Him: That's a very well done commercial, I think it's terrific. I don't think it's great. When Mike Koelker was alive, Levi's did great commercials, especially in the late '70s and early '80s. They did stuff that was monumental. That spot is a very well-done commercial, very well-directed, but I don't think it's great. Plus, the message of that spot is totally confused. It's pure entertainment, but that has nothing to do with the product.

Us: Sure, but when you consider the generation it's appealing to, that seems to be a valid way to go: To be all about entertainment, image and attitude.

Him: I think you're treading on dangerous ground here. The entertainment part has to deal with the product. Why is Levi's changing that campaign if it's so successful? You can entertain and entertain and entertain, but it has to connect with the product. I would venture that a lot of people who see that commercial and are entertained by it haven't the slightest idea of who it's for, whereas everybody knows what a Pepsi spot is.

Us: What's the best job you've done all year?

Him: Ah, boy. It's hard to say. From a standpoint of purity and satisfaction it might be this Vietnam spot. It's going to be a powerful piece of work. Whether conceptually it's on the level of Levi's, well, it's a different kind of commercial. It's the kind of commercial that I like to do, and I think it's going to be vastly popular. I've enjoyed the Infiniti stuff, and I've enjoyed the Pepsi stuff. I kind of enjoy everything. But of all the things I've done, the best is the Beatles video, "Free As a Bird," by far. But that's not a commercial. I think I did what I had to do for that song and for the history of the Beatles, and I think I was able to use technology properly without imposing it, where all you do is see that and go, "Oh, that's cool." I think I added a nice balance of concept and technique.

Us: Whose concept was it?

Him: It was mine. I was hired by the band, and I dragged Michael Patti over there with me and we met them and we came up with the idea. That was ours completely.

Us: Was all the footage of them historical footage?

Him: Yeah, I insisted on that because I didn't want to use a double for John. I wanted to make sure there was huge integrity to the thing. I know there was going to be some controversy about the so-called cloning of the song itself, and I didn't want any controversy to come with the making of the piece. So I didn't use the guys there. It's a Beatles thing, and I didn't want to intrude on anybody's notion of who the Beatles were.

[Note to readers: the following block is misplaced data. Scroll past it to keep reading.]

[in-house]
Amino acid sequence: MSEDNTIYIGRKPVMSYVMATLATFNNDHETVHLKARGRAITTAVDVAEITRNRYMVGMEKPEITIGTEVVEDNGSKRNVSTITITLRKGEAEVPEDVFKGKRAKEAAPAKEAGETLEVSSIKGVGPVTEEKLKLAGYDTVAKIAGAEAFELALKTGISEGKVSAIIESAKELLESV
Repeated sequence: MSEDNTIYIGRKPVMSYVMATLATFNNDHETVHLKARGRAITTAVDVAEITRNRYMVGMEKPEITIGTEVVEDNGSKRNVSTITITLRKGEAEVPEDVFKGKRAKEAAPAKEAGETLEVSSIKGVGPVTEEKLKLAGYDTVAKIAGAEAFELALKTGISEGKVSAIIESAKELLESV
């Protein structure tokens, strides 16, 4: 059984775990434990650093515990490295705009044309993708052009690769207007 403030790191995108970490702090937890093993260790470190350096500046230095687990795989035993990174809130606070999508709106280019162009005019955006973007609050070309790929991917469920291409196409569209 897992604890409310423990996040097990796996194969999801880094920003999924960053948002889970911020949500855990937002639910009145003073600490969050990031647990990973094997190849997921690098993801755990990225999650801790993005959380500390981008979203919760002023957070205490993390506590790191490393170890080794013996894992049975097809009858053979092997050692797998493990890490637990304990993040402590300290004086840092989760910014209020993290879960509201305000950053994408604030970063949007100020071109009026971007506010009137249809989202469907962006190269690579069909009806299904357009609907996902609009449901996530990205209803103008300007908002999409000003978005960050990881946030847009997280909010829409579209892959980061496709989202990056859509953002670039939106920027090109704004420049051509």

Us: What effect has Space Jam had on your career in features?

Him: I've been offered a lot of other films. I've not liked any of them. I've been offered everything from big huge action/adventure things with tons of effects to somewhat similar things that are more psychological. Until I get to the point where I read a script I like I can't say it's done anything for me. And I've read 50 scripts since I did the movie and I've not chosen to do any of them. A couple were interesting, in a way, but I didn't want to put forth the effort for them, and I have my own things I want to do. I don't want to get involved in something that's going to take another two years and put my own program back that long.

Us: Were you happy with the film?

Him: Generally, yes. I was very pleased with the whole thing. The reason I did the film was that I wanted to do a movie for kids, something my children would enjoy. At first I thought it would be a big boondoggle, because it was such a hard thing to do, and I knew it was going to be difficult. It turned out to be excruciatingly difficult. But the film is monumentally successful, and every kid in America has a cassette of it. And it's been a breakthrough film. No other non-Disney animated movie has succeeded, ever. Even Steven Spielberg has tried, unsuccessfully. So I feel proud to be part of something that's been so successful, at every level.

Us: What have you got in the works that are your own stories?

Him: I have about five scripts that I've worked on through the years, they're in various stages of completion. Unfortunately they're all very counter-cultural and abstract, based on art movies and things, and they have very little commercial appeal.

Us: Are you planning to do any more movies anytime soon?

Him: I'm hoping to do a movie this fall, and get started around this summer.

Us: That's pretty soon. You have something that you've committed to?

Him: I can't talk about it now for fear of jinxing it. But I would like to do a film this fall, a small film. I had a little glitch in the process recently, which upset me, a flaw I found in the material, which I'm trying to resolve. If